If you’re set on ‘cutting out’ sugar, you’ll reap the biggest benefits if you avoid food containing any type at all – at least for a time. ‘There’s nothing wrong with intrinsic, natural sugars like those found in fruits and sweet potato – refined sugar is the real enemy – but it’s helpful to avoid them completely while you recalibrate your body and train your tastebuds to do without,’ advises Panagos. Before long you’ll probably find that a raw apple tastes sweet enough, and an apple pie far too sickly!
Processed foods have hidden sugar
We say sugar, you say cake. And doughnuts. And hot chocolate with marshmallows. But they’re just the obvious sugar bombs. ‘If you really want to reset the body, it isn’t enough to simply avoid sweeter-than-sweet treats – unfortunately the majority of processed foods, sweet or savoury, have some kind of sugar pumped into them,’ warns Panagos. A good rule is to skip the white and fluffy foods – things like rice, bread and pasta generally contain sugar – and things like savoury pastries and salad dressings.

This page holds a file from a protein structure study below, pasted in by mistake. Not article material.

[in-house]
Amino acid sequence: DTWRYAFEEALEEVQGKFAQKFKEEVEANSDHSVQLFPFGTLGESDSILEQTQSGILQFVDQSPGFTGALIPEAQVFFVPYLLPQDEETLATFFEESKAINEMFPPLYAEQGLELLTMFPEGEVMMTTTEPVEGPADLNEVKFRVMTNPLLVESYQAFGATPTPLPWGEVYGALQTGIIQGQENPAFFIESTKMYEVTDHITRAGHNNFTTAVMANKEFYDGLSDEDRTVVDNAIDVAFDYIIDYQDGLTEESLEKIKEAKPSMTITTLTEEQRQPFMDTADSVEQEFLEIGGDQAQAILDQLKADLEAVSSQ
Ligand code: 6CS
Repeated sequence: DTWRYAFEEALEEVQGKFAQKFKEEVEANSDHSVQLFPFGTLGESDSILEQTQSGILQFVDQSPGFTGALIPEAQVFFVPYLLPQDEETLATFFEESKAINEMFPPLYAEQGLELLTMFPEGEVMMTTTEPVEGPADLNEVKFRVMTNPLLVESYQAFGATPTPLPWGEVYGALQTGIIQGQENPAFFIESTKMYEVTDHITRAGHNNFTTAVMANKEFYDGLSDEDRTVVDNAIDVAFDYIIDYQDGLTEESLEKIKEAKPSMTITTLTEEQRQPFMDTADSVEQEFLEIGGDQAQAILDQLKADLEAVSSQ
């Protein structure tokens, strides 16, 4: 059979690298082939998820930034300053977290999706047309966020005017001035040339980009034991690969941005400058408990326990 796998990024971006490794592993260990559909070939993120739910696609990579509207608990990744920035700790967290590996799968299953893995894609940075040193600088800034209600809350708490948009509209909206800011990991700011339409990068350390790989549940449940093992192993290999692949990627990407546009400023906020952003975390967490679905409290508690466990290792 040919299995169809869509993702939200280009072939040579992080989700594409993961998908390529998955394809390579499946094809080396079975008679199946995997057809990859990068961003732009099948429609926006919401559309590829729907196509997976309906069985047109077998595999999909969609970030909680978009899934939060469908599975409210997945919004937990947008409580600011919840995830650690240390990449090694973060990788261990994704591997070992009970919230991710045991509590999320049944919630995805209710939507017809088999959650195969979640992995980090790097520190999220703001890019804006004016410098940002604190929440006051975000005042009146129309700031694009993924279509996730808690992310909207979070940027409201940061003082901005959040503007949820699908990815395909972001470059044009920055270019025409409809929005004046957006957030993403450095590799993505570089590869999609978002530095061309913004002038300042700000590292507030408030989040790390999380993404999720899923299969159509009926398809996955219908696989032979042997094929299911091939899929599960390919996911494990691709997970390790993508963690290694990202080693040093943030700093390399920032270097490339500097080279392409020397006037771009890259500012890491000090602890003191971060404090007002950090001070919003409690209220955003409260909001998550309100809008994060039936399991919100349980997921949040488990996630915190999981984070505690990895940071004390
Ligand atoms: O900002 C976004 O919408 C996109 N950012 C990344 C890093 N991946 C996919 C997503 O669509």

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Sugar and carbs aren’t the same thing
No psychological good can come of culling all carbohydrates and sugar from your diet (just ask that aggy colleague who hasn’t touched a sweet potato in two weeks) especially considering it’ll leave your body floundering too. ‘People get confused between refined, added sugar and the compounds found in complex carbohydrates that are broken down by the body into sugars, which in turn convert into energy. We don’t need energy from sugar when we eat a good balance of carbohydrates which the body knows how to process in an efficient way,’ says Panagos.